Action Sports Brands Center of Dealmakers’ AttentionVolcom, Sanuk seen starting season of acquisitions, IPOs Sunday, June 5, 2011
Skullcandy intends to raise up to $125 million in an initial public offering, according to documents filed with the Securities and Exchange Commission.
The company reported income of $7.6 million for the ninth months through September. It reported revenue of $96 million for the same period.
“The public markets were essentially closed during the recession,” Hyden said. “Now capital markets are opening up and there’s a ton of M&A activity. There’s a lot of cash to be deployed for action sports companies that weathered the storm and developed a loyal following.”
The Volcom and Sanuk buys also are notable because the buyers came from outside the action sports market, said Vicki Dallas, a partner at Rutan & Tucker LLP in Costa Mesa and co-chair of the firm’s apparel practice group.
“There is a huge increase in the luxury, sports and lifestyle brands—a lot of companies see the youth market as huge,” Dallas said. “PPR acquired Volcom to leverage off their Puma brand. Deckers acquired Sanuk to leverage it off of Ugg and their other shoe brands as opposed to a hedge fund buy or private equity buying one of these brands.”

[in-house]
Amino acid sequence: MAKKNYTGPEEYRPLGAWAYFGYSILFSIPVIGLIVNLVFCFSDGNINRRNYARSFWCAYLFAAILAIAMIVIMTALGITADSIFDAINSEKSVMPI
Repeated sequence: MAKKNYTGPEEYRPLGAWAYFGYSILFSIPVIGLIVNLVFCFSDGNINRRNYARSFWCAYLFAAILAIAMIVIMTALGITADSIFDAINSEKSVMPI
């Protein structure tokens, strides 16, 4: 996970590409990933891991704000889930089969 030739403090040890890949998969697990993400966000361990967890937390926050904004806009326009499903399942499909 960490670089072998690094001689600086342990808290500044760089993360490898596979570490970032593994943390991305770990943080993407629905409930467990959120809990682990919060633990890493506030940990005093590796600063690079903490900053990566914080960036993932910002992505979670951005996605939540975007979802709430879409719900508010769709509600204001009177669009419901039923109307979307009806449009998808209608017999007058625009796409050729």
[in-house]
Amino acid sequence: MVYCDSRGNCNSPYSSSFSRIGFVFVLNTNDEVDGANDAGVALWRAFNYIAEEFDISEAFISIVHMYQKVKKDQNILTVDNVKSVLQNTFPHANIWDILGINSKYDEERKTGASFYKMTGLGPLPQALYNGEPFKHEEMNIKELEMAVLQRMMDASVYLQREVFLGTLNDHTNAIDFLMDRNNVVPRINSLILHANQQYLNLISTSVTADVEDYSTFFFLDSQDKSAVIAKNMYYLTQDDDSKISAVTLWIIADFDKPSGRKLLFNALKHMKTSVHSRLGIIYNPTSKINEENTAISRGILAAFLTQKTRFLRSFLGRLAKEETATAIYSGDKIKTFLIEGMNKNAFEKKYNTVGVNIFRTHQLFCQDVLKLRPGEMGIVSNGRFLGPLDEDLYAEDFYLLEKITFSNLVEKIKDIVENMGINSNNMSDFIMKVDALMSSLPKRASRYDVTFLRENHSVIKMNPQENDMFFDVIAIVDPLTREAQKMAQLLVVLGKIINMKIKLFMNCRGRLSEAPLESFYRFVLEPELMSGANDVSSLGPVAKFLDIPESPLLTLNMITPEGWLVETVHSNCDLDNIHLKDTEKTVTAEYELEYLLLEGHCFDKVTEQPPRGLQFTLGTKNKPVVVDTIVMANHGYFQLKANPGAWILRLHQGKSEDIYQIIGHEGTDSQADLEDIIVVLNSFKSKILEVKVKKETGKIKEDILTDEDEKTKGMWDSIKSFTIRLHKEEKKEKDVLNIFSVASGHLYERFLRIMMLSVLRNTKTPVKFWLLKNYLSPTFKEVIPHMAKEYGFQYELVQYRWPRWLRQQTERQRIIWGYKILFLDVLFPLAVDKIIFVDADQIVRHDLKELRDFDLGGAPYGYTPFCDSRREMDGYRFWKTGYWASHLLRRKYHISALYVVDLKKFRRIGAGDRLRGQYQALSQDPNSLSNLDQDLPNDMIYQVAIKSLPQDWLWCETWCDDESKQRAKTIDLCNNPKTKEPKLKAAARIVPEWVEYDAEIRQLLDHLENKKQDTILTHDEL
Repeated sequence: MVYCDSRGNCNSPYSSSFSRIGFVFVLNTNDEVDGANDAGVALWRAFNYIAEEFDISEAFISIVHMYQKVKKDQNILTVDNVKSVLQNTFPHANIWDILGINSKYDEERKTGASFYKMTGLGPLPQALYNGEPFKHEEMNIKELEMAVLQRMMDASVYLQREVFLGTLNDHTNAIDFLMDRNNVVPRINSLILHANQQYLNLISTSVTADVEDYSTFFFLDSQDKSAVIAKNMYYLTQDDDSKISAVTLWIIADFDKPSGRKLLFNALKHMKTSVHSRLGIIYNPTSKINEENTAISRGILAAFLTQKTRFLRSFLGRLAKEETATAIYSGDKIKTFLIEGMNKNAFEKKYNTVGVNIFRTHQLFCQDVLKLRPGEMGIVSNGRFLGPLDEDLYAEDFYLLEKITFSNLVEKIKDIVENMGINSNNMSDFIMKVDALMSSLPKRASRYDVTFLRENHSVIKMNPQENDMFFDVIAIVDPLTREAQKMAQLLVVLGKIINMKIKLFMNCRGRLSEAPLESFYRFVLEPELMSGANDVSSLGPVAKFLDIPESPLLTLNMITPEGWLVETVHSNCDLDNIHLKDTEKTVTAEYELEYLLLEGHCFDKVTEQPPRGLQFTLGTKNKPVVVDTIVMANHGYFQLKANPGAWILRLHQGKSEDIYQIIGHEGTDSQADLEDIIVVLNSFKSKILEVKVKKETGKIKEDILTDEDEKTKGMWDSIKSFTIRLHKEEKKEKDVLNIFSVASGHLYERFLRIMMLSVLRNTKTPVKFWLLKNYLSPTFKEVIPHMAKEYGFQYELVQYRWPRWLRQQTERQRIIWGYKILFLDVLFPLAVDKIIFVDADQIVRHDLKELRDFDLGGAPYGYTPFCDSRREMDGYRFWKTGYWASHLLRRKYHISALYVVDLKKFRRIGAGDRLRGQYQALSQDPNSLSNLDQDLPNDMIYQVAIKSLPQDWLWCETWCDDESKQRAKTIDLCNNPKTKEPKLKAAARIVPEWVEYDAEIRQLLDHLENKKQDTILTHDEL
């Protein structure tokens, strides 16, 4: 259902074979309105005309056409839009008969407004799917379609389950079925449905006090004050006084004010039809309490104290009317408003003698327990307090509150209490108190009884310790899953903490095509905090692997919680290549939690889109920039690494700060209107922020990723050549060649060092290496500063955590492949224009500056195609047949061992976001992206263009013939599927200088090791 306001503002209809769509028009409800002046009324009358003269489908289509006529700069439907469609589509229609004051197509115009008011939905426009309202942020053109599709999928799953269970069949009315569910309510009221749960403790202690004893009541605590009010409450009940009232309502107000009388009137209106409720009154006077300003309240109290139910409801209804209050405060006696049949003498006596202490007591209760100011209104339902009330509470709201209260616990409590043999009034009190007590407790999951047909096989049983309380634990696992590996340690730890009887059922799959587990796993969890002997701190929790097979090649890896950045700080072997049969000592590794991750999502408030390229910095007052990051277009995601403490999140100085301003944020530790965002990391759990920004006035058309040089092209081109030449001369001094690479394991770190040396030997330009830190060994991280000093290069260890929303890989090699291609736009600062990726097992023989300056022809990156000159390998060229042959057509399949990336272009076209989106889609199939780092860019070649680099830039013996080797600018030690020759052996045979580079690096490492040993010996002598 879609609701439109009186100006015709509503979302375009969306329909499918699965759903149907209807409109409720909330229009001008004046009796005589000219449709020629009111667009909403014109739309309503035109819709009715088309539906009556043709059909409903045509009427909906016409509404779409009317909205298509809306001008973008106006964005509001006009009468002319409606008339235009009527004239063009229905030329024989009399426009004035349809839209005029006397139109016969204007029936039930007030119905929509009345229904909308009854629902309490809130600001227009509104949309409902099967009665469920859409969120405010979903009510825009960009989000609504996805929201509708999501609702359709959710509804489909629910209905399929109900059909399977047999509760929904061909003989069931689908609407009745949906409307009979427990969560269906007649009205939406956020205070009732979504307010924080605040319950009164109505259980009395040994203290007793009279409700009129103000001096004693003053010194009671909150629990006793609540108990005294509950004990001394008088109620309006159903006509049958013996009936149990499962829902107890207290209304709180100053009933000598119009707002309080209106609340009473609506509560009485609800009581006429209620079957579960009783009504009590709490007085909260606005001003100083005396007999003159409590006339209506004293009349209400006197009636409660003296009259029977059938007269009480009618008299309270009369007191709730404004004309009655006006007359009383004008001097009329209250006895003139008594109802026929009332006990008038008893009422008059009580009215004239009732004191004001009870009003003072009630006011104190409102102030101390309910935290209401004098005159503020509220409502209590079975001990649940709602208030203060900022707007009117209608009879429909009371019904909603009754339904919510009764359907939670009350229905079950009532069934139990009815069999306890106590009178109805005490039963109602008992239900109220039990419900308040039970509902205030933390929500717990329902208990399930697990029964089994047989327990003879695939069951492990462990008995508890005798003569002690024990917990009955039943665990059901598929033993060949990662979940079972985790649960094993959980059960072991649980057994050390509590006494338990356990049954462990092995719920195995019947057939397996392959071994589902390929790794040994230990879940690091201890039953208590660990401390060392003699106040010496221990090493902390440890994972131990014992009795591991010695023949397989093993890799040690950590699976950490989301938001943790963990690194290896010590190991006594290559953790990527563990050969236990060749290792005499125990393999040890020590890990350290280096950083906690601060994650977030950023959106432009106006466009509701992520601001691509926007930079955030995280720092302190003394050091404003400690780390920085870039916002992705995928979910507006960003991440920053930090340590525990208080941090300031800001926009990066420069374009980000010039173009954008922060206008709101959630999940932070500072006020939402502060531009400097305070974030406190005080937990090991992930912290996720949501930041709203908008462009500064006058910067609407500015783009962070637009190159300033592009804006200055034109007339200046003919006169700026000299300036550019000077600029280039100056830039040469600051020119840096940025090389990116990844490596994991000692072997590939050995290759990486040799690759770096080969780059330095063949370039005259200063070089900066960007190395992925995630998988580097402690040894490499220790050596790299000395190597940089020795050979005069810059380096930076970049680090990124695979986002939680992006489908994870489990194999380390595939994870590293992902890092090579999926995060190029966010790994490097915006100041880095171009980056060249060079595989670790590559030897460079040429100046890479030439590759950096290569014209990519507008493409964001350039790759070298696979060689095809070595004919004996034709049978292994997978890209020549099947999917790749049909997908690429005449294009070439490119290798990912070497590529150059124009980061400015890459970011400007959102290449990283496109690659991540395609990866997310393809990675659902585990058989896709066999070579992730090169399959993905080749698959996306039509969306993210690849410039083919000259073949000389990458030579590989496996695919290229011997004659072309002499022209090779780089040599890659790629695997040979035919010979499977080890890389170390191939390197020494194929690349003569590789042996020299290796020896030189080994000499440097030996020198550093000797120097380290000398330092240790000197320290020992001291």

Deckers Chief Executive Angel Martinez said Sanuk “provides substantial growth opportunities, particularly within the action sports market where it has a large and loyal customer base of active outdoor enthusiasts.”
PPR said it expects the addition of Volcom will spur growth for its sport and lifestyle group, which is dominated by athletic shoe and apparel brand Puma.
“Volcom is arguably one of the most desirable global action sports brands with an authentic legacy rooted in surf, skate and snow sports,” said PPR Chief Executive Francois-Henri Pinault.
Action sports brands also are attractive to larger companies because they have room to grow.
“There’s a lot of visibility on sports and lifestyle,” Dallas said. “As the economy starts to turn around, there’s going to be an uptick in that [action sports] area because it’s an up-and-coming segment.”
The benefit for smaller companies being bought is landing the distribution and access to capital that come with new owners.
“A lot of larger companies need these upcoming new brands and small to midsize companies need these larger companies to grow,” Dallas said. “Acquisitions are a great way to finance and increase distribution.”
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